Installation of Prefabricated Steel Cells Marks Progress for Ingham County Project

By Lorraine Ross

On a cold and blustery January morning in Michigan, a semi-truck crunched over the hard-packed snow and parked in position outside a concrete and steel framed building where a ground crew and crane operator carefully secured and then lifted prefabricated steel detention cells off the truck, over the wall and through an opening in the roof to the second floor of the building. There, another crew stood ready to guide the cells down, unhook the cables and attach a set of caster wheels.

This was the scene recently at the Ingham County Justice Center project in Mason, Mich., as the construction team installed 123 prefabricated steel cells in the Jail portion of the new facility – a major milestone. In many instances, two cells were stacked on top of one another, after which an iron worker welded them together before they were carefully pulled to the other side of the building and set in their designated location by a fork truck.

“During the design phase of the project, the design team considered a number of cell construction types,” said Todd Butler, Senior Project Manager for Granger Construction. “Prefabricated steel cells were selected for the three housing posts not only because they cost less than all other alternatives but also because of the quality, durability and longevity, the schedule advantage and the fact that they offer a more accessible rear chase for maintenance.”

These self-contained cells traveled almost 800 miles from Baldwin, Ga., where SteelCell of North America designs and fabricates them inside their production plant to meet the project’s specifications. Once on site, they are unloaded and moved inside the jail where they are installed as a “plug-and-play” package, ready to be hooked up to electric and plumbing systems. Pauly Jail Building Company installed the prefabricated steel cells in about 12 days. By comparison, it can take up to six months to complete the blockwork for the same volume of traditional masonry cells.

Each of the 123 prefabricated steel contains one, two or four bunks along with a toilet, sink, light and a small seat and table. The cells also contain their own showers which are usually easier to maintain than community showers. The cells are built as an all-in-one unit and coated with a smooth, antibacterial finish that is resistant to vandalism. The new jail design will allow maintenance workers to access each individual cell’s utilities from a hallway located behind the cells, eliminating the need for maintenance staff to enter an area containing inmates.

“Jail and prison construction has definitely improved with these steel cells,” said Capt. Robert Earle, Ingham County Jail Administrator. “They make our job as corrections officers more efficient and effective, which translates to a safer and more secure environment for staff, visitors and those individuals we are entrusted to keep within our walls.”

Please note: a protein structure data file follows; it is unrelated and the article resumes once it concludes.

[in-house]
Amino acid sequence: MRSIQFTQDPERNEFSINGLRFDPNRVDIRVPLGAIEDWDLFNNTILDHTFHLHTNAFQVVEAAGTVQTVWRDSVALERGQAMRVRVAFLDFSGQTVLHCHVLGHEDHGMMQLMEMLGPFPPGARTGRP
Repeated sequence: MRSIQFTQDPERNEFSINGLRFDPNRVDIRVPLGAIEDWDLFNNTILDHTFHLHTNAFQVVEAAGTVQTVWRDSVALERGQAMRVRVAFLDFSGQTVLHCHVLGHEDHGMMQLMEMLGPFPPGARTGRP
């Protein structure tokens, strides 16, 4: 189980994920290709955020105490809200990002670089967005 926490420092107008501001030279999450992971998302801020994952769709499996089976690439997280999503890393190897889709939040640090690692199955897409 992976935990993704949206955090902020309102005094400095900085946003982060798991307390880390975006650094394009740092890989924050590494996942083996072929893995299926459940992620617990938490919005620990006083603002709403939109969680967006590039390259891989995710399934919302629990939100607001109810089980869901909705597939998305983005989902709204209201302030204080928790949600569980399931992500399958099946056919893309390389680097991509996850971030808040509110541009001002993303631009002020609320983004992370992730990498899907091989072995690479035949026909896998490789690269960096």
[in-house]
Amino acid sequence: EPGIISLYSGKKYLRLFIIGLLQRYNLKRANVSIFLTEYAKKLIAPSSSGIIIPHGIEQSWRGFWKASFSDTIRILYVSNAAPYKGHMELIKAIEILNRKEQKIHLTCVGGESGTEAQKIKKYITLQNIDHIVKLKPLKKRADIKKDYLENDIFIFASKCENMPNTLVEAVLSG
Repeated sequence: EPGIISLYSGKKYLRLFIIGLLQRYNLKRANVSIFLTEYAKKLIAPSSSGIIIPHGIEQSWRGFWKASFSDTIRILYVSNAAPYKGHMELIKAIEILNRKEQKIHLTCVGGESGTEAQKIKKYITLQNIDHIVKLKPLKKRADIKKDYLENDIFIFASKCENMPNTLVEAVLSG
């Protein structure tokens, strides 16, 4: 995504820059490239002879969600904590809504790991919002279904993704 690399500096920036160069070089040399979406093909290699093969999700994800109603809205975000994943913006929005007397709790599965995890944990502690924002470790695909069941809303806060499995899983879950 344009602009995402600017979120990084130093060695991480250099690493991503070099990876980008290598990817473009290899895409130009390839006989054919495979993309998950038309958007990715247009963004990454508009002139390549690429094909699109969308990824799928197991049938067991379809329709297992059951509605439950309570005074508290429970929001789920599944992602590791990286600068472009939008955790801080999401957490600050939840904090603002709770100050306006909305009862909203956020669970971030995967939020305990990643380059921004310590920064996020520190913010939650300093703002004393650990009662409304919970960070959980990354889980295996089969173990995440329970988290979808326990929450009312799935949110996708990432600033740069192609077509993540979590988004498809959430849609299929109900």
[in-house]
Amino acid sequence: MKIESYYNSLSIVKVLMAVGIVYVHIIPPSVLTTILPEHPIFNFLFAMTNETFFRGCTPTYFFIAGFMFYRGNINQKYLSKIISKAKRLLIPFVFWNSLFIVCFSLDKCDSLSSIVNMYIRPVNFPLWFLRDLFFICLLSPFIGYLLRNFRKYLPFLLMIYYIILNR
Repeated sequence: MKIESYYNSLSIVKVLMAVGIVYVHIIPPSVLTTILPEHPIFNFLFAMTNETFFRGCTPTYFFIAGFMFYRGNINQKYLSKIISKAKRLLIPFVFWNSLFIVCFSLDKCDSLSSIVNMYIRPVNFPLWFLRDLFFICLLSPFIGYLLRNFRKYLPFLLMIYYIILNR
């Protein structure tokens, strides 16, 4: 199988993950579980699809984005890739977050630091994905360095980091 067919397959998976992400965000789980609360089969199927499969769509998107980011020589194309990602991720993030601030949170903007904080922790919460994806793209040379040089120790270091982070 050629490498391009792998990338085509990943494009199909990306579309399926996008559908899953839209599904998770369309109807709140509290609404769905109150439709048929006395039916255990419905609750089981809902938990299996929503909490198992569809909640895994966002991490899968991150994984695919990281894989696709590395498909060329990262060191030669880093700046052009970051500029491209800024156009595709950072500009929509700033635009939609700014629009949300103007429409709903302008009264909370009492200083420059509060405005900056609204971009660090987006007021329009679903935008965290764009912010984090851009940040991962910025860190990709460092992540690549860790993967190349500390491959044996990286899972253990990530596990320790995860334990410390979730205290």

Certain locations in the jail feature two-story stacks of the prefabricated cells where a mezzanine will provide access to the upper cells. The jail also includes 23 larger masonry cells for the intake holding, detox and high observation cells in the booking area and Special Housing Unit (SHU).

“Our current jail took years to construct due to all the cells being constructed entirely of masonry block. Steel cells probably cut our overall construction timeline on this new jail in half, which also translates to budget savings,” Earle added.

Granger Construction is partnering with BKV Group to construct the new 168,000-square-foot Ingham County Justice Complex to house the jail along with a Sheriff’s Office and District Court, which is slated to be operational by January 2023. The 99,000-square-foot, 416-bed jail includes 55 special high observation and mental health beds, two recreational rooms, a GED classroom and testing area, five multi-purpose meeting spaces, 22 interview rooms, an intake center with sallyport, a special medical/mental health clinic as well as a kitchen, laundry room, inmate property storage and a separate release area.

The 40,000-square-foot Sheriff’s Office will feature law enforcement offices, an emergency operations center, two training rooms, evidence storage, a shooting range and other support spaces. The 29,000-square-foot 55th District Court includes two courtrooms, one Magistrate courtroom, four holding cells, eight probation offices and a jury assembly room.

Lorraine Ross is the Proposals Manager for Granger Construction.